Cholesterol is a fatty substance present in each and every human cell. Despite its bad reputation, cholesterol is essential for a proper functioning of the human body.
This bad reputation lays in the fact that raised cholesterol increases the risk of heart disease and stroke. According to the WHO, raised total cholesterol is a major cause of disease burden in both developed and developing countries, estimating to cause 2.6 million deaths.
Types of cholesterol
The largest part of cholesterol is produced in the human liver, although it is also obtained from some aliments. Generally speaking, there are two types of cholesterol in blood:
- High density lipoproteins (HDL) or “good” cholesterol: These lipoproteins are able to collect the cholesterol and fats that are circulating through the blood and lead them to the human liver, preventing fat from accumulating on the walls of the veins.
- Low density lipoproteins (LDL) or “bad” cholesterol: They work to transport the cholesterol to the body tissues. However, this type of cholesterol in excess, it might gather on the walls of the veins, accelerating the atherosclerosis process, and finally preventing the blood from circulating towards the heart. High levels of this “bad” cholesterol increase the risk of suffering from cardiovascular diseases.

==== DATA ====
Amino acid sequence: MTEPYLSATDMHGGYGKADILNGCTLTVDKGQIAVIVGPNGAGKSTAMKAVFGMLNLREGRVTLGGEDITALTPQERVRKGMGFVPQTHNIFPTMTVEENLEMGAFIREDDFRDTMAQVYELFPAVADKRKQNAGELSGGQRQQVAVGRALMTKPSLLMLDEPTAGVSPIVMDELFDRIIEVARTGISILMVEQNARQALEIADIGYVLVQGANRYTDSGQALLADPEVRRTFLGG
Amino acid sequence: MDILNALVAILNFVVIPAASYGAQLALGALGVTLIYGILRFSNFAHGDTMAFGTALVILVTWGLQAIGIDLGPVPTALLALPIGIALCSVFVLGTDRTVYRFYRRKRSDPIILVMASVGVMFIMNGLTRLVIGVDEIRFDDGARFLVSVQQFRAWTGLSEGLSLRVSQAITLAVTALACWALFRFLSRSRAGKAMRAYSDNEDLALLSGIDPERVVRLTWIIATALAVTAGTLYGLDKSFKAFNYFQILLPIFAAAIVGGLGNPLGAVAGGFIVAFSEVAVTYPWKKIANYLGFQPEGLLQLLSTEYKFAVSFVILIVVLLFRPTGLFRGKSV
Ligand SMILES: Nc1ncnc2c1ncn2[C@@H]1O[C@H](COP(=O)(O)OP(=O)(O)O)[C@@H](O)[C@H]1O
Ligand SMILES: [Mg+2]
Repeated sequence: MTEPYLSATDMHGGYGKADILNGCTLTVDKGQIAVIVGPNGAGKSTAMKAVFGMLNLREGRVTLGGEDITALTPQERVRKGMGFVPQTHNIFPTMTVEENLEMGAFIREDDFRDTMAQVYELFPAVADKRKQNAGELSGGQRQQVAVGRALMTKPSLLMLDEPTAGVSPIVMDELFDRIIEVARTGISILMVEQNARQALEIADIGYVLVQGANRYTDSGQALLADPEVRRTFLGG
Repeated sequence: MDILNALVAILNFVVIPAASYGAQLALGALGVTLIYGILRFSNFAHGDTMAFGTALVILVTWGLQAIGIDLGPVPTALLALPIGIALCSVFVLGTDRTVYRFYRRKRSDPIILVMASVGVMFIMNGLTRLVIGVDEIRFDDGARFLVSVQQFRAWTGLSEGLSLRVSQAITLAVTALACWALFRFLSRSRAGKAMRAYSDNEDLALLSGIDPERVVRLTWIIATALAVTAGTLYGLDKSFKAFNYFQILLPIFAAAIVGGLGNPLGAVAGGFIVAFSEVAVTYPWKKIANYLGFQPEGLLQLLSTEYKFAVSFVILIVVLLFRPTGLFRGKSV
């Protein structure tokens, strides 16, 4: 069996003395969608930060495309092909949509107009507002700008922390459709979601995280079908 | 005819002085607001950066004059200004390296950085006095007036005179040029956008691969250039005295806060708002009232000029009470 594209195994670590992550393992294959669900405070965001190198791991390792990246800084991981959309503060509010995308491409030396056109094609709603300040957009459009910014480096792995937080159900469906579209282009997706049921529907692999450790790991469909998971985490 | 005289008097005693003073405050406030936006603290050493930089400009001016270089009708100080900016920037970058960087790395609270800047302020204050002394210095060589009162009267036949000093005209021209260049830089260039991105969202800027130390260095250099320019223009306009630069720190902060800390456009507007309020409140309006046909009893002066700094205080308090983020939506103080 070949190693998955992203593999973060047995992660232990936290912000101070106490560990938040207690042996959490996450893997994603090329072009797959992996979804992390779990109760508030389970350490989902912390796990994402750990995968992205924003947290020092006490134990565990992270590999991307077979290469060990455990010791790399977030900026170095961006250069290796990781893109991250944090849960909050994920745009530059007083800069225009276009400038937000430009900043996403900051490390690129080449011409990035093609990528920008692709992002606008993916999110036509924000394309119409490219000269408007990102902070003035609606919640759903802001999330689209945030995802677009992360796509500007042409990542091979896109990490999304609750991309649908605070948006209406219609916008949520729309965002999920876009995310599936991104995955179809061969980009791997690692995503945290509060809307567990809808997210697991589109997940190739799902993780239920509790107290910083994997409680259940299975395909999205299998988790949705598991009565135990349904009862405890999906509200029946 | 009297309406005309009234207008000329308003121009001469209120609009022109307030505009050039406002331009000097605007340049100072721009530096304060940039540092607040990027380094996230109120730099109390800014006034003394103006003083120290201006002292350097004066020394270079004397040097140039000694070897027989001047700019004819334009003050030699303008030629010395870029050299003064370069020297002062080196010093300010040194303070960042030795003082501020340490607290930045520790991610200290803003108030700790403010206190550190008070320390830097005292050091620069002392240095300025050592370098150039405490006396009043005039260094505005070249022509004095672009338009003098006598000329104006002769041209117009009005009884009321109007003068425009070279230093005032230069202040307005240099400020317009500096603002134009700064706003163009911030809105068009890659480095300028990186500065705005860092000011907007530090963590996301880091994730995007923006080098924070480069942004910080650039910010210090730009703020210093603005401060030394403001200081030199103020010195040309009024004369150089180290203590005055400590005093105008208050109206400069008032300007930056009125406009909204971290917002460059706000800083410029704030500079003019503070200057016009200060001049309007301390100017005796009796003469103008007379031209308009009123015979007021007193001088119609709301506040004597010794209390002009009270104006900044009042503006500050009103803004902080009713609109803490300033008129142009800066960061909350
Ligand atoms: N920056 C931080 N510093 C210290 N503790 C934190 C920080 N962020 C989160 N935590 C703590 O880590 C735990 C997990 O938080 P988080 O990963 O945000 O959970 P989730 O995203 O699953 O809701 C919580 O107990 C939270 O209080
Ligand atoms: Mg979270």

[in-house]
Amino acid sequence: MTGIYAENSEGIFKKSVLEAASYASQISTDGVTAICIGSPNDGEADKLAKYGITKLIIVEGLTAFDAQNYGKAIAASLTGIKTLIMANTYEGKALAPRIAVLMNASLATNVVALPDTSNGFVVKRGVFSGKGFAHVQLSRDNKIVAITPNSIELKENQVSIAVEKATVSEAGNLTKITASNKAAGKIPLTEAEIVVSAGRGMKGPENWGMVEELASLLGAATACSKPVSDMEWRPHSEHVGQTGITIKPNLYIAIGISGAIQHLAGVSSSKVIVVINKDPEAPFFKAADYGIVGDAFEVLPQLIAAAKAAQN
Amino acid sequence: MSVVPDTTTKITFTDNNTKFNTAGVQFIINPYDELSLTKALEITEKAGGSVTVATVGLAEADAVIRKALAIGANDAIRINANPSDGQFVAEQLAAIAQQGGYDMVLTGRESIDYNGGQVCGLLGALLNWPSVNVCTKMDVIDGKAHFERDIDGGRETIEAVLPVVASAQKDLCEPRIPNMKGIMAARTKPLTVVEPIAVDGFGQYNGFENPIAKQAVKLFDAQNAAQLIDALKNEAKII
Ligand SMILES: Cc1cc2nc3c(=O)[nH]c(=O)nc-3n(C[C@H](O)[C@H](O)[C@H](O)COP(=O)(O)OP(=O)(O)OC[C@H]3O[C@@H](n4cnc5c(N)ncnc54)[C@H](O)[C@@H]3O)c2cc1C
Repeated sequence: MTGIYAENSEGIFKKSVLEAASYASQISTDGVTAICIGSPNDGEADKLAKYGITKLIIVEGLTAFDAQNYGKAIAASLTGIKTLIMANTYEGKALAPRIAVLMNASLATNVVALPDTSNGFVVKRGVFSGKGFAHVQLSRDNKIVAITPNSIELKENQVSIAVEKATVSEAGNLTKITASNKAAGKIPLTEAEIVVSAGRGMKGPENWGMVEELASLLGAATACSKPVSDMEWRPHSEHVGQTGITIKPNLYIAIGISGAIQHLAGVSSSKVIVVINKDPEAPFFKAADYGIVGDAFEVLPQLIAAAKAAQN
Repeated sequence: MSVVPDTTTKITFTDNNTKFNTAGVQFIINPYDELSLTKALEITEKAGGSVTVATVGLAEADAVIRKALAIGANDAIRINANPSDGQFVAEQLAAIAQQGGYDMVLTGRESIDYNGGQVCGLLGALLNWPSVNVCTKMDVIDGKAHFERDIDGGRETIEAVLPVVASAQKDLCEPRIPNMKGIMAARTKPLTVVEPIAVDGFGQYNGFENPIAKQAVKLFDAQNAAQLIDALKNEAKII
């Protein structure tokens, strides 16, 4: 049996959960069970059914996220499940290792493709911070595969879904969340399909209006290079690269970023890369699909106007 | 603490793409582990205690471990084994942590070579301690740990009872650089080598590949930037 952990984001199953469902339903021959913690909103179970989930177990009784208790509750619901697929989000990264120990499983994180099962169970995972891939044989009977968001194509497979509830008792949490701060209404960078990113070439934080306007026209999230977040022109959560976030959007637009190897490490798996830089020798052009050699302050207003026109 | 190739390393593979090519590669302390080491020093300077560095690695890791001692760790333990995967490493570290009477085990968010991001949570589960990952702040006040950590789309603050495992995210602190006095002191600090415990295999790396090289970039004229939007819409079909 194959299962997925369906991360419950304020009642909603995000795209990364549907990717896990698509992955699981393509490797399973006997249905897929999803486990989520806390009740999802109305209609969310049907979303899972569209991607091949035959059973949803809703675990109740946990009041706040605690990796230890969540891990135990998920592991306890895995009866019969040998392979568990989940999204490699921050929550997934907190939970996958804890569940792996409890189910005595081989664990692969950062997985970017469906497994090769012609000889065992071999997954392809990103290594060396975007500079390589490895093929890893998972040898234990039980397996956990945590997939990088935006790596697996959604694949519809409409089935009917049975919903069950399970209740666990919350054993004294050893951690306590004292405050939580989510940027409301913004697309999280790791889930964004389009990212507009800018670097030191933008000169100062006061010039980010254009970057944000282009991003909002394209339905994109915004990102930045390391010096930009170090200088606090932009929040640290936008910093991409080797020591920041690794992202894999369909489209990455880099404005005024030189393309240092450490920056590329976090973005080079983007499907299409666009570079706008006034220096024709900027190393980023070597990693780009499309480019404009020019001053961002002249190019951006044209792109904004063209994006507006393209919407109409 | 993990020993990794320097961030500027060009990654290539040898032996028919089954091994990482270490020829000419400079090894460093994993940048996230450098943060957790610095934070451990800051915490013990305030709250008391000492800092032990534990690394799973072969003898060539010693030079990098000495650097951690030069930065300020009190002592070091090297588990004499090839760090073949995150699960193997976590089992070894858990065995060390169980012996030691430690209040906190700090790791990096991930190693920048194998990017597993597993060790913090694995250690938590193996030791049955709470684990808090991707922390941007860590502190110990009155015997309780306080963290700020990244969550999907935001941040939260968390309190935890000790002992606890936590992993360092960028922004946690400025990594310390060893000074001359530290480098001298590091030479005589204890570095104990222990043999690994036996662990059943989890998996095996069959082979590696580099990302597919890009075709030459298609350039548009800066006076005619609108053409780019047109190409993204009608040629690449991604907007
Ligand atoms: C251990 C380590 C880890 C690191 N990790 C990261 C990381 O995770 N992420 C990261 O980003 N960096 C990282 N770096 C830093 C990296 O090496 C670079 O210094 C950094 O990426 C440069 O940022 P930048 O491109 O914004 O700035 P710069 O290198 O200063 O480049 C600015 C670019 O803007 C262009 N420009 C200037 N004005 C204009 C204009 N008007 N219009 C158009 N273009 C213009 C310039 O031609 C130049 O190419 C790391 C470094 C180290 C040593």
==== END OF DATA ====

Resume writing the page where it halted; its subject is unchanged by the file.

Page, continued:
Daily habits and diet play an important role when it comes to controlling cholesterol levels. A diet high in saturated fats, the absence of physical activity and smoking habits tend to increase blood cholesterol levels. On the contrary, a diet high in unsaturated fats tends to lower blood cholesterol levels.
Nuts may help lower cholesterol levels
Being introduced within a balanced diet and lifestyle, nuts are among the foods that may have a positive effect when it comes to increasing the levels of HDL or “good” cholesterol, while consistently lowering the LDL or “bad” cholesterol. These benefits stem from nuts composition, containing proteins, fiber, healthy monounsaturated fats, vitamins, nutrients and antioxidants. There is scientific evidence showing that tree nut consumption (walnuts, pistachios, macadamias, pecans, cashews, almonds, hazelnuts and Brazil nuts) lowers total cholesterol, LDL cholesterol and triglycerides when hypertriglyceridemia exist.
Another study points to the same conclusion. Researchers studied 245 overweight and obese women (between 22 and 27 years old) enrolled in a one-year weight loss intervention. Participants were randomly assigned to three different diets. Besides decreasing levels of LDL cholesterol, results showed that walnut participants achieved an increase in HDL cholesterol levels compared to the other diet groups.
Just a handful of nuts per day may help to lower cholesterol levels. There are many options to introduce them in your daily habits, resulting in tasty dishes to be enjoyed at any time of the day. You can sprinkle sliced or chopped nuts to your favorite salads recipes or add them to your preferred pasta meals.
At breakfast, a bowl of yogurt with nuts on top is always necessary to have.
What’s your preferred option? Are you taking nuts to help lower cholesterol?